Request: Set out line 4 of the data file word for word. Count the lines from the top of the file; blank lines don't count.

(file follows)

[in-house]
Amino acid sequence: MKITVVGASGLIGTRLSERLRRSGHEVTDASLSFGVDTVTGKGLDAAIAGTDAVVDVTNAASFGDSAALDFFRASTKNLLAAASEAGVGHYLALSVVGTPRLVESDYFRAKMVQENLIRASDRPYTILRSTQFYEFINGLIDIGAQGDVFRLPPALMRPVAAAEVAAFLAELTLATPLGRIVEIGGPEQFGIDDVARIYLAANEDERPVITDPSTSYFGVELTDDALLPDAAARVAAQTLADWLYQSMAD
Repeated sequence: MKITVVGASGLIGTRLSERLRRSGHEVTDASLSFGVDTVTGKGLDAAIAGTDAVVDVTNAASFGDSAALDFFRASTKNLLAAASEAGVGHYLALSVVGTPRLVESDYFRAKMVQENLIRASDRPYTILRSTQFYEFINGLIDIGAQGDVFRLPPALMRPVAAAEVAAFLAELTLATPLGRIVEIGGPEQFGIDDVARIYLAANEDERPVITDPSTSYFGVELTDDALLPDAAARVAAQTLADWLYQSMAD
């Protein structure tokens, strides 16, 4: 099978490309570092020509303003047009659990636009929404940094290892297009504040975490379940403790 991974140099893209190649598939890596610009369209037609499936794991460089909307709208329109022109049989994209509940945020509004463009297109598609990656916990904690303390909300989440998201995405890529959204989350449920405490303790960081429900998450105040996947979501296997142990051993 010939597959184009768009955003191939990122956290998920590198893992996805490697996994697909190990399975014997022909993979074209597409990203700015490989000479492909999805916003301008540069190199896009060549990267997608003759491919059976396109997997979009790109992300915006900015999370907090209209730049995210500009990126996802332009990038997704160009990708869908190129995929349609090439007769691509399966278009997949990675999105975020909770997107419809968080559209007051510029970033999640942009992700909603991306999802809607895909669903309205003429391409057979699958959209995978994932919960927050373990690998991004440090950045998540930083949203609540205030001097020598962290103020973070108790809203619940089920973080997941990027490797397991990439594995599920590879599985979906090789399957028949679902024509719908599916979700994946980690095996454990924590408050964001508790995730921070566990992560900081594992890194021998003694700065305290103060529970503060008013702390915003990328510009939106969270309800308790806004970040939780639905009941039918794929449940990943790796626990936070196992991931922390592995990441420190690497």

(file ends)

């Protein structure tokens, strides 16, 4: 099978490309570092020509303003047009659990636009929404940094290892297009504040975490379940403790 991974140099893209190649598939890596610009369209037609499936794991460089909307709208329109022109049989994209509940945020509004463009297109598609990656916990904690303390909300989440998201995405890529959204989350449920405490303790960081429900998450105040996947979501296997142990051993 010939597959184009768009955003191939990122956290998920590198893992996805490697996994697909190990399975014997022909993979074209597409990203700015490989000479492909999805916003301008540069190199896009060549990267997608003759491919059976396109997997979009790109992300915006900015999370907090209209730049995210500009990126996802332009990038997704160009990708869908190129995929349609090439007769691509399966278009997949990675999105975020909770997107419809968080559209007051510029970033999640942009992700909603991306999802809607895909669903309205003429391409057979699958959209995978994932919960927050373990690998991004440090950045998540930083949203609540205030001097020598962290103020973070108790809203619940089920973080997941990027490797397991990439594995599920590879599985979906090789399957028949679902024509719908599916979700994946980690095996454990924590408050964001508790995730921070566990992560900081594992890194021998003694700065305290103060529970503060008013702390915003990328510009939106969270309800308790806004970040939780639905009941039918794929449940990943790796626990936070196992991931922390592995990441420190690497």